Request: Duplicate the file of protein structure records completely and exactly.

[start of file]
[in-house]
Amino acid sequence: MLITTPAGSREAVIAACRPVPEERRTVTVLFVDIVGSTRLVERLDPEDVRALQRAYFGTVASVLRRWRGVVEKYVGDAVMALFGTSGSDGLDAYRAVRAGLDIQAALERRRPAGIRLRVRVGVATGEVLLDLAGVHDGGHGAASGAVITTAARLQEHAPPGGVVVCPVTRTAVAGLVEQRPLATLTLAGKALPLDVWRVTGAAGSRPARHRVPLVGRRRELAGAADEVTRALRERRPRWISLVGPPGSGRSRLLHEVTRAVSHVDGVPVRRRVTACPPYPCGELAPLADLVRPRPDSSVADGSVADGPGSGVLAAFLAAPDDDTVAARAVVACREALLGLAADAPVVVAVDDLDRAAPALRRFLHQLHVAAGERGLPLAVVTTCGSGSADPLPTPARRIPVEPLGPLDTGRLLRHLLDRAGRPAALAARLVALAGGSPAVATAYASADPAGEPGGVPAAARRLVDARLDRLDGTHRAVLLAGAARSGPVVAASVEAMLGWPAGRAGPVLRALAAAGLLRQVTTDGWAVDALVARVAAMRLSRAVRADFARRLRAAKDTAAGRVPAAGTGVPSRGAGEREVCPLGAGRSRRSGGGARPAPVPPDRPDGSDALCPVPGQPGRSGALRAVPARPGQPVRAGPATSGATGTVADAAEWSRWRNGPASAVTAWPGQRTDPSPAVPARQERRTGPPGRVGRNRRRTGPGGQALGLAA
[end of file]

[in-house]
Amino acid sequence: MLITTPAGSREAVIAACRPVPEERRTVTVLFVDIVGSTRLVERLDPEDVRALQRAYFGTVASVLRRWRGVVEKYVGDAVMALFGTSGSDGLDAYRAVRAGLDIQAALERRRPAGIRLRVRVGVATGEVLLDLAGVHDGGHGAASGAVITTAARLQEHAPPGGVVVCPVTRTAVAGLVEQRPLATLTLAGKALPLDVWRVTGAAGSRPARHRVPLVGRRRELAGAADEVTRALRERRPRWISLVGPPGSGRSRLLHEVTRAVSHVDGVPVRRRVTACPPYPCGELAPLADLVRPRPDSSVADGSVADGPGSGVLAAFLAAPDDDTVAARAVVACREALLGLAADAPVVVAVDDLDRAAPALRRFLHQLHVAAGERGLPLAVVTTCGSGSADPLPTPARRIPVEPLGPLDTGRLLRHLLDRAGRPAALAARLVALAGGSPAVATAYASADPAGEPGGVPAAARRLVDARLDRLDGTHRAVLLAGAARSGPVVAASVEAMLGWPAGRAGPVLRALAAAGLLRQVTTDGWAVDALVARVAAMRLSRAVRADFARRLRAAKDTAAGRVPAAGTGVPSRGAGEREVCPLGAGRSRRSGGGARPAPVPPDRPDGSDALCPVPGQPGRSGALRAVPARPGQPVRAGPATSGATGTVADAAEWSRWRNGPASAVTAWPGQRTDPSPAVPARQERRTGPPGRVGRNRRRTGPGGQALGLAA